The Litany of the Saints: Musical Quotations and Influences in the Music of Tommie Potts.

Harmonic Through and Potts' Music Process


It may well surprise us that a musician like Potts, operating as he did out of a monophonic non-harmonic tradition, should focus on harmony in the manner just described in the Chopin examples, but there are additional indications which must convince us of the importance of harmonic thought in his musical process.  One of these came through in a conversation in January 1986:

POTTS: Like, in respect of ‘Julia Delaney’, it’s only in the last three of four months that I’ve been ending off the part which I think is in a D minor key… now I use two notes – I use F natural and E.  Now the reason I do that is, like – no, it’s D and E – it would be for – it could be for the harp or the piano, in the appropriate chord for the melody.  And in that chord, like, as you know, D and E is a discord – but in that lovely wondrous sense – it makes me cry. 
[Speech Transcriptions, p.45 see Ó Súilleabháin 1987]

In another part of the same conversation, he attempts a further explanation of how he perceives his music “chordwise”:

POTTS: There were two instruments that I would have an interest in and that would be the piano and the harp.  Because even I tried to do that myself, like say, in ‘Julia Delaney’ [whistles softly]:

Julia Delaney

Now, these two notes are so near each other, the F and the E, like that in harmony in respects of the F, it’s be a D minor chord on the piano and then in the whole – in the context chordwise [hesitates] chordwise resultant tone, notes E and D can be made, you know. 
[Speech Transcriptions, p. 53 see Ó Súilleabháin 1987]

His confusion in the last two quotation from his speech as to whether he is dealing with an F/E or an E/D relationship would indicate that what he is attempting to describe is essentially a minor chord of the ninth as follows: chord. It is the harmonic tension between the E and D on the one hand, and between the D and F in the other which characterised this chord.  In his case, however, what he perceives as a harmonic colour/mood/feeling (“I’m shrivelled”, Speech Transcriptions, p. 54) becomes translated into his perception of a melodic equivalent (“and then in this desire I have for music, I make some music for myself” – as quoted above).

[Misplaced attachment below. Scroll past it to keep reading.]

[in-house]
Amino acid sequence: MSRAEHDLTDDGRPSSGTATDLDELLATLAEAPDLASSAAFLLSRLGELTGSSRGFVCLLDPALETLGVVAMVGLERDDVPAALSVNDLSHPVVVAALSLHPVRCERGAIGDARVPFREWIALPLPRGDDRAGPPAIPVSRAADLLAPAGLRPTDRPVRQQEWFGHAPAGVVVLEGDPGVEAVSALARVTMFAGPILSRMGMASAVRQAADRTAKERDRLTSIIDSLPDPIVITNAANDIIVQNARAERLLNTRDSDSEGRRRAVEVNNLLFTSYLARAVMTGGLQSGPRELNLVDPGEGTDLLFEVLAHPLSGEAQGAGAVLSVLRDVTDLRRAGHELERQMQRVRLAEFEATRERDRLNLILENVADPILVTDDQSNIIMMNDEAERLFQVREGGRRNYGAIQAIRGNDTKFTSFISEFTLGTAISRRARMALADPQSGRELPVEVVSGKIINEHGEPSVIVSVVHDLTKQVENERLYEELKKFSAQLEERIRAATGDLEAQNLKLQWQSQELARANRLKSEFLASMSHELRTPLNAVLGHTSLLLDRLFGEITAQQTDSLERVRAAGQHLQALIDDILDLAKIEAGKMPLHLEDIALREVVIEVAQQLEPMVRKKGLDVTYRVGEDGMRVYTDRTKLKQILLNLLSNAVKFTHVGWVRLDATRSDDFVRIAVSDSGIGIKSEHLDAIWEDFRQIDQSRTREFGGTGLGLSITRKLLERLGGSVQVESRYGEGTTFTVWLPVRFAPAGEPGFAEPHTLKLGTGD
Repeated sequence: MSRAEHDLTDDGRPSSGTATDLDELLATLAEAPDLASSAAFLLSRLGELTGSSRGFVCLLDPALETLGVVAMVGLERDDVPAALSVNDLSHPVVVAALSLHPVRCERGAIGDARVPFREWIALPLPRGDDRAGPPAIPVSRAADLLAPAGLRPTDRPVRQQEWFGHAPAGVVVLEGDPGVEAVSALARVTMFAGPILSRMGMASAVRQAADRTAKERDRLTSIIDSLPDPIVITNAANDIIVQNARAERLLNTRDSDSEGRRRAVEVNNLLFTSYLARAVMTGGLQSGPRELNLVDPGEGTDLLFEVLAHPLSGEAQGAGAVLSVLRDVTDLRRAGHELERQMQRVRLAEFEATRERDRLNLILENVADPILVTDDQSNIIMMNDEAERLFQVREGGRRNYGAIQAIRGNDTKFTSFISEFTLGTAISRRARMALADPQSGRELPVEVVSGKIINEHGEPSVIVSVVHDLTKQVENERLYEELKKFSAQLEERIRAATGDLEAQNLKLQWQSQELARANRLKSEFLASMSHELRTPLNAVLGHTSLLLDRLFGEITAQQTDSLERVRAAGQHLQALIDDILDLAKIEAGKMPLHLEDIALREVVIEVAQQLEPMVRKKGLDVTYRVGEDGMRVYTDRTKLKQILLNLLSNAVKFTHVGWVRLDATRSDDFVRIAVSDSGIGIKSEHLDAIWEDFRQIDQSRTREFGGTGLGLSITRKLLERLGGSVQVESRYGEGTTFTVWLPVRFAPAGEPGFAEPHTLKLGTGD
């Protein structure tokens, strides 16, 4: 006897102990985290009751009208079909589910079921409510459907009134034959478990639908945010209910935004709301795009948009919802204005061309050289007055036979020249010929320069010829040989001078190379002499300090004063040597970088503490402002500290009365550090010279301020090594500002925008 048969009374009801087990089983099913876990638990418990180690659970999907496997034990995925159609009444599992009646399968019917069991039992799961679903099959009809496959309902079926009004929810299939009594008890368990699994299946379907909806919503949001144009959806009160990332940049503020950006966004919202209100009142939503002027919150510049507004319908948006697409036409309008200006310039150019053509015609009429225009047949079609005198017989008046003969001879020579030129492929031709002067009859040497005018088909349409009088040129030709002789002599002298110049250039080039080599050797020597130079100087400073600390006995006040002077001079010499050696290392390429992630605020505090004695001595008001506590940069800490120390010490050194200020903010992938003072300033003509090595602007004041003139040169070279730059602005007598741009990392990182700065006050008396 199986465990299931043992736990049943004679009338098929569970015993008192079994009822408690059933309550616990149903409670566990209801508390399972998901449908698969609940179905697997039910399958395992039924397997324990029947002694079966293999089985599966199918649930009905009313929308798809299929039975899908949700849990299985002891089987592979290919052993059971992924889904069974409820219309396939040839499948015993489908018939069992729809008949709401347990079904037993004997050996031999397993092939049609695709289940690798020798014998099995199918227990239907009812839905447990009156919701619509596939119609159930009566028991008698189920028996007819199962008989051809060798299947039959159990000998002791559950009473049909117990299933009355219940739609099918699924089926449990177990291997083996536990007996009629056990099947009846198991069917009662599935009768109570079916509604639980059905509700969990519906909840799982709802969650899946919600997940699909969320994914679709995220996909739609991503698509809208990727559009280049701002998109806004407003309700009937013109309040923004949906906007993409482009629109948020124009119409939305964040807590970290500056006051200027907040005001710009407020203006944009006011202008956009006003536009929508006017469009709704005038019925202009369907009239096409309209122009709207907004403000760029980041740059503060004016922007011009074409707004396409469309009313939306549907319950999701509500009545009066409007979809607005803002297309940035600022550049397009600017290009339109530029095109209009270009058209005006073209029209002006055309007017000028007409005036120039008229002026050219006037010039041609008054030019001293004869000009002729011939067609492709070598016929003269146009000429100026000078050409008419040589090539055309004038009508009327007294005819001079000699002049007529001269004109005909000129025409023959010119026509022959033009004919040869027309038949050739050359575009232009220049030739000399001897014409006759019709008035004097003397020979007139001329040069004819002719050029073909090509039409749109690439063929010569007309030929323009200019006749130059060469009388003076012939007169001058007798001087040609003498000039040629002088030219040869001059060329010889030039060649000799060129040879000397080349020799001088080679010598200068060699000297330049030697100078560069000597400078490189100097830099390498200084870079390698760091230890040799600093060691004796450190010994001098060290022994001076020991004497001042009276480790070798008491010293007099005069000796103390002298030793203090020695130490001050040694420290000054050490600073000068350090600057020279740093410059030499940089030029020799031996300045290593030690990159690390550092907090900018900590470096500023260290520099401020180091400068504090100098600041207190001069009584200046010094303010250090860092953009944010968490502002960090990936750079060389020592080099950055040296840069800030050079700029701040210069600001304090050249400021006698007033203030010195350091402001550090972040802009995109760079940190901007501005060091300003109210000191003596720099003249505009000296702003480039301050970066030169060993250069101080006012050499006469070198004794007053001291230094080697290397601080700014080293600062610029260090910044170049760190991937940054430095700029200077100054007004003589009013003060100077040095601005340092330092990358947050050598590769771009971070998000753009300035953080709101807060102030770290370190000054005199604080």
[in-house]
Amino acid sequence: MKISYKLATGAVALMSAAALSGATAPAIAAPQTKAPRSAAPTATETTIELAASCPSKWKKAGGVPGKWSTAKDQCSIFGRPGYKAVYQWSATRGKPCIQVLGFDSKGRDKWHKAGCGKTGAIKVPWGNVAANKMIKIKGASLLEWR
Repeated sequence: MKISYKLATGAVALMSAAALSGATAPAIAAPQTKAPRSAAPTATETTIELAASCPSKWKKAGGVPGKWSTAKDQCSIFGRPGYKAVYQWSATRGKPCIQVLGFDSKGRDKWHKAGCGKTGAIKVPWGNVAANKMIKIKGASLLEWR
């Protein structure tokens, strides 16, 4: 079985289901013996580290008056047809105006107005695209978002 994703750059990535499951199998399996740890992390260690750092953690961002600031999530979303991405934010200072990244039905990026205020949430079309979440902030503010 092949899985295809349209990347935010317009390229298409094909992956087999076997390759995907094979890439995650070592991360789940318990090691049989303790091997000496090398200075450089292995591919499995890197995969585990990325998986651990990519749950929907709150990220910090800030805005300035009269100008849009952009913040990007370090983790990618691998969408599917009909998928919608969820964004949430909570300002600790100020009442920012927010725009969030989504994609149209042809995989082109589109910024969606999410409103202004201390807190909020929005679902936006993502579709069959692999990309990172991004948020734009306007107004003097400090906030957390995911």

The importance of the piano as a creative aid in all of this emerges both in his conversation and in the ‘Domestic Tapes’. 

POTTS: And then that in turn, you see, I got quite a lot of what I’ve done or what I’m doing from going over to my piano
[Speech Transcriptions, p.53 see Ó Súilleabháin 1987]


On the ‘Domestic Tapes’, there are four instances of Potts experimenting at the piano (see Potts’ Catalogue 7/10, 8/13, 9/22,23 and 14/2).  His piano playing is very hesitant, but nonetheless certain themes and harmonic ideas emerge clearly.  Illustration 31 shows relevant extracts from three of these.  Example 1 was clearly identified for me by Potts as being related to his setting of ‘Julia Delaney’, and in fact, the opening phrase of this example corresponds with the opening of the reel.  While the chords used do not include a tonic ninth, the harmonic colouring in bars 3 and 4 (a first inversion of the super tonic diminished, and dominant minor-ninth) includes the note E.  Examples 2(a) and 2(b) are typical melodic motifs used by him, with the latter showing his interest in the major/minor harmonic dichotomy which finds such effective expression in his use of F sharp and F natural as melodic variable notes in such pieces as his setting of ‘My Love is in America’ [iv] .  Example 2(c) has a similar harmonic scheme to Example 1, and Example 3 is identified by Potts himself in his annotations to my catalogue as “possibly towards a variation to the ‘Morning Dew’ reel”. 

illustration 31

Illustration 31. Extracts from Potts' piano playing on the domestic tapes. Details of the Catalogue referred to may be found in Ó Súilleabháin 1987